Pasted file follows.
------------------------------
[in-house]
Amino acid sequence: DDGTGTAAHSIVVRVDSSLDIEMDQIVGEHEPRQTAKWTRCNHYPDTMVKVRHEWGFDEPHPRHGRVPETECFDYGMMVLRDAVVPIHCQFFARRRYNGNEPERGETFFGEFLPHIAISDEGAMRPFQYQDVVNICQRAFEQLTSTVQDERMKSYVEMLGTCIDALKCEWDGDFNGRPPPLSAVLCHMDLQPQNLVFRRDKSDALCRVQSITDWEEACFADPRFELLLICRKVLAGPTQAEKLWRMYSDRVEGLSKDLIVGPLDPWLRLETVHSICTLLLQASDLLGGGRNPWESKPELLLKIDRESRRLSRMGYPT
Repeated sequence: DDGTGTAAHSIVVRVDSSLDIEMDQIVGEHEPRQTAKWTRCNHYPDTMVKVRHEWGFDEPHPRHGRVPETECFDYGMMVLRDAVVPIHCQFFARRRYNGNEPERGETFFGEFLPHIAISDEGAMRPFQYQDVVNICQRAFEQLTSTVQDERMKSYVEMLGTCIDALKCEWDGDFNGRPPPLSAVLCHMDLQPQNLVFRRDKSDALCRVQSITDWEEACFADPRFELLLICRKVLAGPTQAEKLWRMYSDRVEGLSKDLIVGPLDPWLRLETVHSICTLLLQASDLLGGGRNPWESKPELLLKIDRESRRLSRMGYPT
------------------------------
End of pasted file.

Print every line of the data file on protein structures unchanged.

[in-house]
Amino acid sequence: DDGTGTAAHSIVVRVDSSLDIEMDQIVGEHEPRQTAKWTRCNHYPDTMVKVRHEWGFDEPHPRHGRVPETECFDYGMMVLRDAVVPIHCQFFARRRYNGNEPERGETFFGEFLPHIAISDEGAMRPFQYQDVVNICQRAFEQLTSTVQDERMKSYVEMLGTCIDALKCEWDGDFNGRPPPLSAVLCHMDLQPQNLVFRRDKSDALCRVQSITDWEEACFADPRFELLLICRKVLAGPTQAEKLWRMYSDRVEGLSKDLIVGPLDPWLRLETVHSICTLLLQASDLLGGGRNPWESKPELLLKIDRESRRLSRMGYPT
Repeated sequence: DDGTGTAAHSIVVRVDSSLDIEMDQIVGEHEPRQTAKWTRCNHYPDTMVKVRHEWGFDEPHPRHGRVPETECFDYGMMVLRDAVVPIHCQFFARRRYNGNEPERGETFFGEFLPHIAISDEGAMRPFQYQDVVNICQRAFEQLTSTVQDERMKSYVEMLGTCIDALKCEWDGDFNGRPPPLSAVLCHMDLQPQNLVFRRDKSDALCRVQSITDWEEACFADPRFELLLICRKVLAGPTQAEKLWRMYSDRVEGLSKDLIVGPLDPWLRLETVHSICTLLLQASDLLGGGRNPWESKPELLLKIDRESRRLSRMGYPT